Stories of the year: Police struggle to find mauling victim’s relatives


By Christine S. Carroll - Staff Writer



Christine Carroll | Daily Journal Deputy R.W. Watts with the Richmond County Sheriff’s Office leads a pit bull away after it and another dog killed their owner in Hamlet on Nov. 4, as Deputy Chris Smith and Hamlet Police Chief Scott Waters walk away from the home.


Baber


STORIES OF THE YEAR:

The Daily Journal is reviewing Richmond County’s top 10 stories of 2017. These are the stories we think had the largest impact on the community.

When two dogs fatally mauled David Robert Baber, 65, in his backyard on Nov. 4, the death marked only the beginning of a perplexing and emotional case for Hamlet police.

The mauling occurred on a Saturday, as Baber’s 9-year-old neighbor stood nearby. The child threw bricks at the dogs, trying feverishly to stop their attack, but gave up and hopped the fence into his own yard when his efforts proved futile.

“I threw bricks at the dogs to try and get them off of him,” Kanorie Parnell said after the attack. “Only they wouldn’t get off of him.

“They bit his neck. He’s got a hole in it.”

Police and fire officials were on the scene within minutes but couldn’t remove Baber’s body from the yard because the two dogs still were out there. They corralled the animals within hours, but the effort to notify Baber’s relatives was just beginning.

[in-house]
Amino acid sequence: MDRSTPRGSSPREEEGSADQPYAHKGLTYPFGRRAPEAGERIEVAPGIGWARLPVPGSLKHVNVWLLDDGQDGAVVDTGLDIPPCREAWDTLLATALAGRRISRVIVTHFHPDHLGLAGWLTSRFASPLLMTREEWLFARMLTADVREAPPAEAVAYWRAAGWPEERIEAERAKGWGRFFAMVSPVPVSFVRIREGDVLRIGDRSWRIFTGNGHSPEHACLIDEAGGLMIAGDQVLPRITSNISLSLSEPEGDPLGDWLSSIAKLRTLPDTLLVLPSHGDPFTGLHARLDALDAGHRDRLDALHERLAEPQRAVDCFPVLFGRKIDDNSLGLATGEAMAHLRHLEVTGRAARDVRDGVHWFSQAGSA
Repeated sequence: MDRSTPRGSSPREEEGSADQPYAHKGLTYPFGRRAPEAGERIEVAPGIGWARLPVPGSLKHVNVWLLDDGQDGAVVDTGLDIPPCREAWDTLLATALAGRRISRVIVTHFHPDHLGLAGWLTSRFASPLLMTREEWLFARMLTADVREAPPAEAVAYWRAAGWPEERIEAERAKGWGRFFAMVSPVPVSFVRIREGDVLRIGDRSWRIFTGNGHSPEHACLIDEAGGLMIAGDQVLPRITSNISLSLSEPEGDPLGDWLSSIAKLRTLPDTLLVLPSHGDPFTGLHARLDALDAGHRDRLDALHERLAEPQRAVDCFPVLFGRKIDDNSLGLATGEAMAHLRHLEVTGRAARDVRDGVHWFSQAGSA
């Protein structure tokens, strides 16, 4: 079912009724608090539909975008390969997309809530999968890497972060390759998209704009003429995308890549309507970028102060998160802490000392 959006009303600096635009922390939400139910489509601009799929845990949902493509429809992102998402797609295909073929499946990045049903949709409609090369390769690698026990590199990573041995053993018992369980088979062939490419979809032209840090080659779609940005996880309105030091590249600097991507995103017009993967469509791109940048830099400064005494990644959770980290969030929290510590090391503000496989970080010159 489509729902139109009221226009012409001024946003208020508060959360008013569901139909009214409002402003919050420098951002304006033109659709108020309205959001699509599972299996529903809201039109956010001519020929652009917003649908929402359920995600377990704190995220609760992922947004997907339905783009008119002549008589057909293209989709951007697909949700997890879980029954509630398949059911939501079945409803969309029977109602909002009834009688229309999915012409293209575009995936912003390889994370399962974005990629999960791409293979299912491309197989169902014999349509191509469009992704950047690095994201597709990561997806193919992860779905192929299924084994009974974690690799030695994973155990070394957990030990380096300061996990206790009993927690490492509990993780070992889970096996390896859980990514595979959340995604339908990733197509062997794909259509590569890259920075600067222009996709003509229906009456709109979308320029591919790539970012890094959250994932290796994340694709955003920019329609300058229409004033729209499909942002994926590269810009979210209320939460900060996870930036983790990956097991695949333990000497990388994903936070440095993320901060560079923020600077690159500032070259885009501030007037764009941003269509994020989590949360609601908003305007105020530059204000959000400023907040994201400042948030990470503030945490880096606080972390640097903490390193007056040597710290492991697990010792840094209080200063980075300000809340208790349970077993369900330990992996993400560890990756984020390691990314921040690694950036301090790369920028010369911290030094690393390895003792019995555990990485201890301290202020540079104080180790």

After more than a week had passed without finding any next of kin, frustrated police released Baber’s name and photo. Even so, they got no leads.

In mid-November, Hamlet detective Lt. Richard Jordan cracked open a safe found in Baber’s home — he first had to make sure it was Baber’s and not the landlord’s — and found a family tree made by Baber’s sister. The document showed family in Detroit.

Jordan’s first call to Detroit police revealed a brother who had moved to Virginia. Jordan called the brother and, eventually, Baber’s father in Florida. The father identified Baber’s photo as that of his son, saying the news had made him frantic because it had been so long since their last visit.

Days after the breakthrough, Baber’s brother arranged for the victim’s cremation, then came to Hamlet to pick up Baber’s remains.

Baber’s six dogs — the two killers and four that remained in the house during the attack — all were euthanized.

Christine Carroll | Daily Journal Deputy R.W. Watts with the Richmond County Sheriff’s Office leads a pit bull away after it and another dog killed their owner in Hamlet on Nov. 4, as Deputy Chris Smith and Hamlet Police Chief Scott Waters walk away from the home.
http://www.yourdailyjournal.com/wp-content/uploads/2017/12/web1_pitbulattack.jpgChristine Carroll | Daily Journal Deputy R.W. Watts with the Richmond County Sheriff’s Office leads a pit bull away after it and another dog killed their owner in Hamlet on Nov. 4, as Deputy Chris Smith and Hamlet Police Chief Scott Waters walk away from the home.

Baber
http://www.yourdailyjournal.com/wp-content/uploads/2017/12/web1_maulingvic.jpgBaber

By Christine S. Carroll

Staff Writer

STORIES OF THE YEAR:

The Daily Journal is reviewing Richmond County’s top 10 stories of 2017. These are the stories we think had the largest impact on the community.

Reach Christine Carroll at 910-817-2673 or at christinecarroll@yourdailyjournal.com.

Reach Christine Carroll at 910-817-2673 or at christinecarroll@yourdailyjournal.com.

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